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  Mass gap v.s. classical nonlinear Yang-Mills waves

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Why people said (Witten, p. 11),

"For Yang-Mills theory. the mass gap is the reason that we do not see classical nonlinear Yang-Mills waves. They are a good approximation only under inaccessible conditions"

  1. Above the energy / mass gap, should we still see the classical nonlinear Yang-Mills waves?

  2. In the spin system, for example, couldn't we still see the spin wave above the massive spin gap? Could it have linear dispersion or high order non-linear dispersion?

This post imported from StackExchange Physics at 2020-10-29 11:41 (UTC), posted by SE-user annie marie heart
asked Jun 18, 2017 in Theoretical Physics by annie marie heart (1,110 points) [ no revision ]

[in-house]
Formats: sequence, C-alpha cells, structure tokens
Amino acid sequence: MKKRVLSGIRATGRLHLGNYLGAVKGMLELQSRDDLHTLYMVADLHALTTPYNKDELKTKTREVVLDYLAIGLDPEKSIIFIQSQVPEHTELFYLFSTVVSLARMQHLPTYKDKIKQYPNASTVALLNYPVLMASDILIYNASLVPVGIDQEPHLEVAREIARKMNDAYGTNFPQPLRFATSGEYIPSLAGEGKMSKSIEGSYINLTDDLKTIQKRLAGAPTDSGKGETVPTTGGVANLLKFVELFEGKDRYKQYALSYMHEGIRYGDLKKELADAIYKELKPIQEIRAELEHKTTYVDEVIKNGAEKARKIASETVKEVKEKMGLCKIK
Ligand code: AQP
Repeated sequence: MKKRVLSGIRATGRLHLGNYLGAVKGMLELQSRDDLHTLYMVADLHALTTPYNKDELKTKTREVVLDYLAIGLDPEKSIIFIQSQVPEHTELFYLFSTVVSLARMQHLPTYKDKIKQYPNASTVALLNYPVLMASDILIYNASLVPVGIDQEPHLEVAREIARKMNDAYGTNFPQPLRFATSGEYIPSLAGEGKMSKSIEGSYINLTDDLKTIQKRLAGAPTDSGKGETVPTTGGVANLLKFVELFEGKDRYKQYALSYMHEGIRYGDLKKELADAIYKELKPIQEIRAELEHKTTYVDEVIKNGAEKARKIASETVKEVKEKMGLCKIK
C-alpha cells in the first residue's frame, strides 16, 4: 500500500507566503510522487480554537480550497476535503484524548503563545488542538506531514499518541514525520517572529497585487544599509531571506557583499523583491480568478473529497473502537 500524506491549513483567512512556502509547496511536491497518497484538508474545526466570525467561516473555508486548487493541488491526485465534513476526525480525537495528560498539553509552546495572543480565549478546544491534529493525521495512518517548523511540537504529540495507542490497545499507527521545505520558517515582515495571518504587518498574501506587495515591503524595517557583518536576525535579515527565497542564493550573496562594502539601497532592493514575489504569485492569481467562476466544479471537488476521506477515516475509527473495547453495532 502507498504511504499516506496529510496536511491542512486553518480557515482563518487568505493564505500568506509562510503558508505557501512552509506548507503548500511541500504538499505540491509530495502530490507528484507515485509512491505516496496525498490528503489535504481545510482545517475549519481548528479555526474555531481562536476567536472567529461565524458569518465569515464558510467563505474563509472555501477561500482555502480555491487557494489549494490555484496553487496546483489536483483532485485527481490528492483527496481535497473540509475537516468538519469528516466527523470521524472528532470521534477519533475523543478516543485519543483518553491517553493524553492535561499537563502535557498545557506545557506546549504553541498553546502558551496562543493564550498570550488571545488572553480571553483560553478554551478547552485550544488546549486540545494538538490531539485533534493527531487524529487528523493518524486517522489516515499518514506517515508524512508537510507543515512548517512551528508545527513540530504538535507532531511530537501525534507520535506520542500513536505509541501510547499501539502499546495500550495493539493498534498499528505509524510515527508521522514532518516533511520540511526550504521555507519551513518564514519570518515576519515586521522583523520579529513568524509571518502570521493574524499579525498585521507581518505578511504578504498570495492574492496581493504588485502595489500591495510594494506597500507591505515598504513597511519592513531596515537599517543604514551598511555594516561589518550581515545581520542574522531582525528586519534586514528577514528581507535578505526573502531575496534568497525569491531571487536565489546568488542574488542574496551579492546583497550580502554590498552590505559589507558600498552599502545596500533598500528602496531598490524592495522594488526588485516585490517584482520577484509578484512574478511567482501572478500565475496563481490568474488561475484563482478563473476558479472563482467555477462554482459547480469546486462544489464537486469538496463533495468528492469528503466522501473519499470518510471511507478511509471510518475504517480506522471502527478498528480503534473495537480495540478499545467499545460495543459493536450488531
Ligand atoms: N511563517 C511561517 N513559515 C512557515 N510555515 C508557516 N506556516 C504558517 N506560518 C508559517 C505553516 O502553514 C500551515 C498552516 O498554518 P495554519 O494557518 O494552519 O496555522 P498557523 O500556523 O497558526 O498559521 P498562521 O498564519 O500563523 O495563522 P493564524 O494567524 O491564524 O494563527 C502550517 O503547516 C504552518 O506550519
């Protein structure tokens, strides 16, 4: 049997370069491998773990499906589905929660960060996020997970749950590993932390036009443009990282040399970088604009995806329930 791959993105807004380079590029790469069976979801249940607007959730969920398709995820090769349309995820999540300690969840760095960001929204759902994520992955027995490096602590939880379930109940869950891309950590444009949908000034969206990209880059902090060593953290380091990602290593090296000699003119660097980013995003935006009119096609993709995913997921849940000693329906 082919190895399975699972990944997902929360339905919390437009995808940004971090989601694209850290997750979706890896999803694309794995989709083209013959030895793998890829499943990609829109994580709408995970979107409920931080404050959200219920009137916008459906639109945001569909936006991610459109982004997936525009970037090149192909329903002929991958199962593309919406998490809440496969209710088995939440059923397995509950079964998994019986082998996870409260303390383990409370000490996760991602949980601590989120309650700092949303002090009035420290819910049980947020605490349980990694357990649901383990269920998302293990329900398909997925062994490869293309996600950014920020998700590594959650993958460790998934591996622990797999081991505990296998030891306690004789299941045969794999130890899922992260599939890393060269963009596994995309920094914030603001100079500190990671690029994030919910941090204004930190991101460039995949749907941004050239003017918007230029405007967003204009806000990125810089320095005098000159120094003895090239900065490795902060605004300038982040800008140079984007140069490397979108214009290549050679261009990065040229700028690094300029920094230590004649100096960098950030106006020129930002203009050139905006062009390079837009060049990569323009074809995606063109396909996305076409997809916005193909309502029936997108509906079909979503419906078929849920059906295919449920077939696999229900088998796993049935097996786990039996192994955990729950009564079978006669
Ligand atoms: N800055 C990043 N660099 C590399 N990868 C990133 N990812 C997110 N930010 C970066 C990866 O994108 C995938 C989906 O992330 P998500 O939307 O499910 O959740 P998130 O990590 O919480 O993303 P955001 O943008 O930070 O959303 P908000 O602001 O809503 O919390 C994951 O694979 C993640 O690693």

The mass gap exists in confined systems, and obviously in a confined system there are no classical waves since the particles cannot travel far enough to create them. Whether waves can exist in a quark-gluon plasma, where the system is deconfined, is an interesting question ...

This post imported from StackExchange Physics at 2020-10-29 11:41 (UTC), posted by SE-user John Rennie
Non-linear waves are perfectly legal solutions of the classical Yang-Mills equations (see here where the ongoing discussion between me and Terry Tao was finally settled). These could be used in principle as the ground state for a quantum theory. In such a case, instantons could play a relevant role. Such classical waves have a massive dispersion relation.

This post imported from StackExchange Physics at 2020-10-29 11:41 (UTC), posted by SE-user Jon

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